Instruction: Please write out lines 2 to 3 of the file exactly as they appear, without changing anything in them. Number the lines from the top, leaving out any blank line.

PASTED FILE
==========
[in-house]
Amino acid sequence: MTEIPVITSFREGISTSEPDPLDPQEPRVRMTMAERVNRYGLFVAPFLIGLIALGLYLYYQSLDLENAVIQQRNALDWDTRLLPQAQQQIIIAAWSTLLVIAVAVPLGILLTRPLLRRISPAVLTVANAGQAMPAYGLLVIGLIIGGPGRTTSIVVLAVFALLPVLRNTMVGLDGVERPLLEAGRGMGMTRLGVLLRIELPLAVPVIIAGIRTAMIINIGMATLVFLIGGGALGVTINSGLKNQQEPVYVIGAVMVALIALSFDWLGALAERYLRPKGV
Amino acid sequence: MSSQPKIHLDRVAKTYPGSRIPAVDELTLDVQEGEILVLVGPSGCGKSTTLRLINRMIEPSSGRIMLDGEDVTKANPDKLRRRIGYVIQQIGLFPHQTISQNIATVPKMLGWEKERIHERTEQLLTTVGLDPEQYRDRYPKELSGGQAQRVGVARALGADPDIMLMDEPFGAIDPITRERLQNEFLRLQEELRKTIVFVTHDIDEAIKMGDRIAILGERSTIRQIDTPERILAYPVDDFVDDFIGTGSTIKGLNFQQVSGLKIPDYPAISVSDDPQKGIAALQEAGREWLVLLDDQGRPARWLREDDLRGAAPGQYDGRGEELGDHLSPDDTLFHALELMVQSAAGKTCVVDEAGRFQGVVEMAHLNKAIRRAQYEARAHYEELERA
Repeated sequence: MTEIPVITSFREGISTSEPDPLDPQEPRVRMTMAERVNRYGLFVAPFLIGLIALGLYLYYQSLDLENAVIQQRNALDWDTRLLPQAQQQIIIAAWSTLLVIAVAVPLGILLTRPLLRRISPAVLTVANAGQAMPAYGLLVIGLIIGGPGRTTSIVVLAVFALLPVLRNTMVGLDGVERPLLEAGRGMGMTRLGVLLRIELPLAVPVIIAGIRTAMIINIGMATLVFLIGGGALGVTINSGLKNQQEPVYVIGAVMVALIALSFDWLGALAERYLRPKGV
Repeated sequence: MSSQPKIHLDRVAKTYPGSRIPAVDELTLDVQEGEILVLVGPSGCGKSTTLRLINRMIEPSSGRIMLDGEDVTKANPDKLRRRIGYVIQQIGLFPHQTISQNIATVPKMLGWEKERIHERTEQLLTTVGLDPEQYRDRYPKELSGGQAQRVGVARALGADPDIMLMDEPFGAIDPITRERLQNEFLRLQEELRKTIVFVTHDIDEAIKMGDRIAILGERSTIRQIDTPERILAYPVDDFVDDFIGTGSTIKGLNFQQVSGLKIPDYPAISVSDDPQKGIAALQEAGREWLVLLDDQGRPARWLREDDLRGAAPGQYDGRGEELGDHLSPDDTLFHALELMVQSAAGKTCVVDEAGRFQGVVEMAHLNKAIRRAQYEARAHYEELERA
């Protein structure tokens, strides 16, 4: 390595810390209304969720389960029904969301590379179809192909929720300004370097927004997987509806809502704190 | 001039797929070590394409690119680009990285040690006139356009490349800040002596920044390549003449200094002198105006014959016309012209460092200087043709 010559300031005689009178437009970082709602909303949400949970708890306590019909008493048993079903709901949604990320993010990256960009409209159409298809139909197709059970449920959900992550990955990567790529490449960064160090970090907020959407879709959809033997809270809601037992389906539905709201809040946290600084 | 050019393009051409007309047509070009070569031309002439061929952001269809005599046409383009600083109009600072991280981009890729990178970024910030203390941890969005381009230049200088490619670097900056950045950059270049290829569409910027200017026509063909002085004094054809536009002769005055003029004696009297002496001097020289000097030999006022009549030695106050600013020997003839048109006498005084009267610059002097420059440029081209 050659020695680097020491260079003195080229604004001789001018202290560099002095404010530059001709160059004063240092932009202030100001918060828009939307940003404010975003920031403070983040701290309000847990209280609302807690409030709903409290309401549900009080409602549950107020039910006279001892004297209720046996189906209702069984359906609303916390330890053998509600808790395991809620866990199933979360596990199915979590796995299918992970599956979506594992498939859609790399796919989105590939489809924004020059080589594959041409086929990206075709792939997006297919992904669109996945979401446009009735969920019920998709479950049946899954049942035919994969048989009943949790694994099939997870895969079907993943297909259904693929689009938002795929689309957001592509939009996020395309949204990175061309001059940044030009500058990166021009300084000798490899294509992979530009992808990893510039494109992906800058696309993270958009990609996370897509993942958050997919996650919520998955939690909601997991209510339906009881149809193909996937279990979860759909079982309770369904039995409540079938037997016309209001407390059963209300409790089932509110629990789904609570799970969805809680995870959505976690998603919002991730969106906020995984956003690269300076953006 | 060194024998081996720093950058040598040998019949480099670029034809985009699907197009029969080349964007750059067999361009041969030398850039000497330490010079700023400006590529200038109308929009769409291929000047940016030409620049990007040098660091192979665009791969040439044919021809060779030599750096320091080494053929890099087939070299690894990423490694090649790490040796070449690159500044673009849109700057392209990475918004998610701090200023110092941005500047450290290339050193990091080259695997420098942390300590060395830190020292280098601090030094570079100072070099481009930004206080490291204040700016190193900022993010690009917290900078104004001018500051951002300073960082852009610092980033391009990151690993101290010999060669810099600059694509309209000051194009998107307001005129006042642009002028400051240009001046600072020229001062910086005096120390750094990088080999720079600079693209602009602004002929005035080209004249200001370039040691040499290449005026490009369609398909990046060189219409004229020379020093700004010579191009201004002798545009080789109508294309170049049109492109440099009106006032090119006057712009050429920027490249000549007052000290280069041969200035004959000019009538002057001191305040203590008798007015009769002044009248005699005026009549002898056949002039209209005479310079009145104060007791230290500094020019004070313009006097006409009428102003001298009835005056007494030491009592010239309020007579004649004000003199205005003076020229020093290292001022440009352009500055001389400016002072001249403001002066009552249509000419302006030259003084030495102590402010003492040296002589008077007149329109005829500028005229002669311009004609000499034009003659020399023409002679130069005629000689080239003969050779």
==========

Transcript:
Amino acid sequence: MTEIPVITSFREGISTSEPDPLDPQEPRVRMTMAERVNRYGLFVAPFLIGLIALGLYLYYQSLDLENAVIQQRNALDWDTRLLPQAQQQIIIAAWSTLLVIAVAVPLGILLTRPLLRRISPAVLTVANAGQAMPAYGLLVIGLIIGGPGRTTSIVVLAVFALLPVLRNTMVGLDGVERPLLEAGRGMGMTRLGVLLRIELPLAVPVIIAGIRTAMIINIGMATLVFLIGGGALGVTINSGLKNQQEPVYVIGAVMVALIALSFDWLGALAERYLRPKGV
Amino acid sequence: MSSQPKIHLDRVAKTYPGSRIPAVDELTLDVQEGEILVLVGPSGCGKSTTLRLINRMIEPSSGRIMLDGEDVTKANPDKLRRRIGYVIQQIGLFPHQTISQNIATVPKMLGWEKERIHERTEQLLTTVGLDPEQYRDRYPKELSGGQAQRVGVARALGADPDIMLMDEPFGAIDPITRERLQNEFLRLQEELRKTIVFVTHDIDEAIKMGDRIAILGERSTIRQIDTPERILAYPVDDFVDDFIGTGSTIKGLNFQQVSGLKIPDYPAISVSDDPQKGIAALQEAGREWLVLLDDQGRPARWLREDDLRGAAPGQYDGRGEELGDHLSPDDTLFHALELMVQSAAGKTCVVDEAGRFQGVVEMAHLNKAIRRAQYEARAHYEELERA